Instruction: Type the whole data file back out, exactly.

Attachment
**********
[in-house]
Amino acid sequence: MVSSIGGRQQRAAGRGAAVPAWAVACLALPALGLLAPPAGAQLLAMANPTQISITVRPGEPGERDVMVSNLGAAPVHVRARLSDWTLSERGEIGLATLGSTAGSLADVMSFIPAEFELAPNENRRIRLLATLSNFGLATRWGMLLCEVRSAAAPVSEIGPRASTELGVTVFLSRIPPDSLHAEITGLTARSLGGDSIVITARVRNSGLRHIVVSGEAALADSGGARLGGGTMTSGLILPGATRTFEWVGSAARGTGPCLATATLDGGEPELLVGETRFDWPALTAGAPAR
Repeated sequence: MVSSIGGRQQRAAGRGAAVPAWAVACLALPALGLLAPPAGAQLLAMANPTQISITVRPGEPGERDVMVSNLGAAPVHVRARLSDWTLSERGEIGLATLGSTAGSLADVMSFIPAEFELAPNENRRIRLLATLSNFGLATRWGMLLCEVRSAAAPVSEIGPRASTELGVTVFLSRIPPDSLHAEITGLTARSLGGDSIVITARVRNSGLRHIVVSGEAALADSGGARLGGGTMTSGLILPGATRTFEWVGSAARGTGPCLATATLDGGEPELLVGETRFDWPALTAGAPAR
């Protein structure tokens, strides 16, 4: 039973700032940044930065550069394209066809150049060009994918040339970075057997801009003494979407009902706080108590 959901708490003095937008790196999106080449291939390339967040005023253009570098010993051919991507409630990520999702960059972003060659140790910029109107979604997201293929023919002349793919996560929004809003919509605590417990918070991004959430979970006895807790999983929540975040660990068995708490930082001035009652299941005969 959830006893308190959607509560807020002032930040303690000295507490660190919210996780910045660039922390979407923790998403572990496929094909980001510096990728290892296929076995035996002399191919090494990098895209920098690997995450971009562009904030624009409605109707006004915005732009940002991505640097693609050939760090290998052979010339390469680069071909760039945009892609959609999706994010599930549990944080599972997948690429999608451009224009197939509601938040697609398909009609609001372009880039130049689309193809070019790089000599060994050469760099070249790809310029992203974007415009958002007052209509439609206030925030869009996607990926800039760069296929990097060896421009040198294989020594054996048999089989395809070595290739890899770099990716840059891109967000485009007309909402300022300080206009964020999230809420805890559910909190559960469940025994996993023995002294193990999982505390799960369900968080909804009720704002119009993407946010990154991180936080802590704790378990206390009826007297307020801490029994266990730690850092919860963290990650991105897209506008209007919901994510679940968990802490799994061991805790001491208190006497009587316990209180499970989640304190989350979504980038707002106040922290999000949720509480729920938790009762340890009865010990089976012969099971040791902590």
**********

[in-house]
Amino acid sequence: MVSSIGGRQQRAAGRGAAVPAWAVACLALPALGLLAPPAGAQLLAMANPTQISITVRPGEPGERDVMVSNLGAAPVHVRARLSDWTLSERGEIGLATLGSTAGSLADVMSFIPAEFELAPNENRRIRLLATLSNFGLATRWGMLLCEVRSAAAPVSEIGPRASTELGVTVFLSRIPPDSLHAEITGLTARSLGGDSIVITARVRNSGLRHIVVSGEAALADSGGARLGGGTMTSGLILPGATRTFEWVGSAARGTGPCLATATLDGGEPELLVGETRFDWPALTAGAPAR
Repeated sequence: MVSSIGGRQQRAAGRGAAVPAWAVACLALPALGLLAPPAGAQLLAMANPTQISITVRPGEPGERDVMVSNLGAAPVHVRARLSDWTLSERGEIGLATLGSTAGSLADVMSFIPAEFELAPNENRRIRLLATLSNFGLATRWGMLLCEVRSAAAPVSEIGPRASTELGVTVFLSRIPPDSLHAEITGLTARSLGGDSIVITARVRNSGLRHIVVSGEAALADSGGARLGGGTMTSGLILPGATRTFEWVGSAARGTGPCLATATLDGGEPELLVGETRFDWPALTAGAPAR
């Protein structure tokens, strides 16, 4: 039973700032940044930065550069394209066809150049060009994918040339970075057997801009003494979407009902706080108590 959901708490003095937008790196999106080449291939390339967040005023253009570098010993051919991507409630990520999702960059972003060659140790910029109107979604997201293929023919002349793919996560929004809003919509605590417990918070991004959430979970006895807790999983929540975040660990068995708490930082001035009652299941005969 959830006893308190959607509560807020002032930040303690000295507490660190919210996780910045660039922390979407923790998403572990496929094909980001510096990728290892296929076995035996002399191919090494990098895209920098690997995450971009562009904030624009409605109707006004915005732009940002991505640097693609050939760090290998052979010339390469680069071909760039945009892609959609999706994010599930549990944080599972997948690429999608451009224009197939509601938040697609398909009609609001372009880039130049689309193809070019790089000599060994050469760099070249790809310029992203974007415009958002007052209509439609206030925030869009996607990926800039760069296929990097060896421009040198294989020594054996048999089989395809070595290739890899770099990716840059891109967000485009007309909402300022300080206009964020999230809420805890559910909190559960469940025994996993023995002294193990999982505390799960369900968080909804009720704002119009993407946010990154991180936080802590704790378990206390009826007297307020801490029994266990730690850092919860963290990650991105897209506008209007919901994510679940968990802490799994061991805790001491208190006497009587316990209180499970989640304190989350979504980038707002106040922290999000949720509480729920938790009762340890009865010990089976012969099971040791902590």